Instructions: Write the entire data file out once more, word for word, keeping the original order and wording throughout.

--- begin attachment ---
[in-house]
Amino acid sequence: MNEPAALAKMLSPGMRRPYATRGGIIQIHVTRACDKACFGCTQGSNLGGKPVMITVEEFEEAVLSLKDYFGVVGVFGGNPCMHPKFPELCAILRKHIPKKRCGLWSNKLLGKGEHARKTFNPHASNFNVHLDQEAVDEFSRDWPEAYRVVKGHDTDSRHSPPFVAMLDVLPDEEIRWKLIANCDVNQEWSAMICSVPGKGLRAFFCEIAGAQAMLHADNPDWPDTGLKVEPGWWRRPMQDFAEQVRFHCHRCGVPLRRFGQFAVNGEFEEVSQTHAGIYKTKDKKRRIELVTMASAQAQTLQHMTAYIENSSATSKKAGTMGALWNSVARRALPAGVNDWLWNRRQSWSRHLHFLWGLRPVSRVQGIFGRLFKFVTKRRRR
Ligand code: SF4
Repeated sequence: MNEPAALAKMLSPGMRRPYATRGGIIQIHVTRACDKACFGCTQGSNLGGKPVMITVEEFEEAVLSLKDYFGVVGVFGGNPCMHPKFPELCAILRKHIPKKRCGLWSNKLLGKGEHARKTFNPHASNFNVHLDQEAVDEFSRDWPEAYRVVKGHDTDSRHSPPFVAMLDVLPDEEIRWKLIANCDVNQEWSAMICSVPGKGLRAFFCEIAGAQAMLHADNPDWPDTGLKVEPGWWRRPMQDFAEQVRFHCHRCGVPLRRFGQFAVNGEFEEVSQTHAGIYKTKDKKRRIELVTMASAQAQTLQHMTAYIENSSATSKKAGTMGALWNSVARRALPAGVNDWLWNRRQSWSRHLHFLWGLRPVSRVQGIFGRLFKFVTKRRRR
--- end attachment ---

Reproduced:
[in-house]
Amino acid sequence: MNEPAALAKMLSPGMRRPYATRGGIIQIHVTRACDKACFGCTQGSNLGGKPVMITVEEFEEAVLSLKDYFGVVGVFGGNPCMHPKFPELCAILRKHIPKKRCGLWSNKLLGKGEHARKTFNPHASNFNVHLDQEAVDEFSRDWPEAYRVVKGHDTDSRHSPPFVAMLDVLPDEEIRWKLIANCDVNQEWSAMICSVPGKGLRAFFCEIAGAQAMLHADNPDWPDTGLKVEPGWWRRPMQDFAEQVRFHCHRCGVPLRRFGQFAVNGEFEEVSQTHAGIYKTKDKKRRIELVTMASAQAQTLQHMTAYIENSSATSKKAGTMGALWNSVARRALPAGVNDWLWNRRQSWSRHLHFLWGLRPVSRVQGIFGRLFKFVTKRRRR
Ligand code: SF4
Repeated sequence: MNEPAALAKMLSPGMRRPYATRGGIIQIHVTRACDKACFGCTQGSNLGGKPVMITVEEFEEAVLSLKDYFGVVGVFGGNPCMHPKFPELCAILRKHIPKKRCGLWSNKLLGKGEHARKTFNPHASNFNVHLDQEAVDEFSRDWPEAYRVVKGHDTDSRHSPPFVAMLDVLPDEEIRWKLIANCDVNQEWSAMICSVPGKGLRAFFCEIAGAQAMLHADNPDWPDTGLKVEPGWWRRPMQDFAEQVRFHCHRCGVPLRRFGQFAVNGEFEEVSQTHAGIYKTKDKKRRIELVTMASAQAQTLQHMTAYIENSSATSKKAGTMGALWNSVARRALPAGVNDWLWNRRQSWSRHLHFLWGLRPVSRVQGIFGRLFKFVTKRRRR